The mechanisms and effects of war are often designed to be obscured, if not entirely hidden. Since World War II, and especially since Vietnam, the state and military industrial complex have fueled a nearly continuous, largely unremarked-upon series of armed conflicts, all the while implicating unwitting American subjects in that perpetuation. At the time of this exhibition the United States is at war in at least six countries in the Middle East and North Africa, and is embroiled in further battles throughout the world. Mainstream and social media have made abuses of state power more visible in the past decade, helping to stoke ever-spreading flames of dissent, like in the late ’60s; yet the media also tends to under-report on atrocities overseas, and to uphold establishment power structures at home.
These structures often rely on private funding as well as systems and technologies developed for combat and securitization that, more and more, saturate everyday life. But it’s nearly impossible to comprehend the extent of this saturation, not just abroad, where civilians in the above-mentioned regions consistently face the effects of violent, expensive imperialism, but also here in the United States, where the state saps data, money, time, and other resources from its subjects in its efforts to maintain a state of war, a state of exception. Forty-plus years since the provisional end of Vietnam, amid what Stephen Graham has called “the new military urbanism,” vulnerable people across the globe are, in effect, often “walking point” whether they know it or not.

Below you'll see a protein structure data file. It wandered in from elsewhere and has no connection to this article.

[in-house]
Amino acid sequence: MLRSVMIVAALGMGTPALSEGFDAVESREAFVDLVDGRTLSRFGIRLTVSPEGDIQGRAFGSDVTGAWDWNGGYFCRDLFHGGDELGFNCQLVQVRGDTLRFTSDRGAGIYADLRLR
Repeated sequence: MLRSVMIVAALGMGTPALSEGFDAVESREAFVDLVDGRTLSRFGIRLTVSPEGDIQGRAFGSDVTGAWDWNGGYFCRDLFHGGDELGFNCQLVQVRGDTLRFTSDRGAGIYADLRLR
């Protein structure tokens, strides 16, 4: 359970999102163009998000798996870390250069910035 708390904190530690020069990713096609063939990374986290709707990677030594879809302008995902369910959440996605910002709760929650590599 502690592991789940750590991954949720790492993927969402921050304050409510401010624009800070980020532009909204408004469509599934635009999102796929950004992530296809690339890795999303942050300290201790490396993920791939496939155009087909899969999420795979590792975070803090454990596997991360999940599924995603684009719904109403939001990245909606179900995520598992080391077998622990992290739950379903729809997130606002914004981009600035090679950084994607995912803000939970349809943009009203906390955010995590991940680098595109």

Mary Ann Aitken,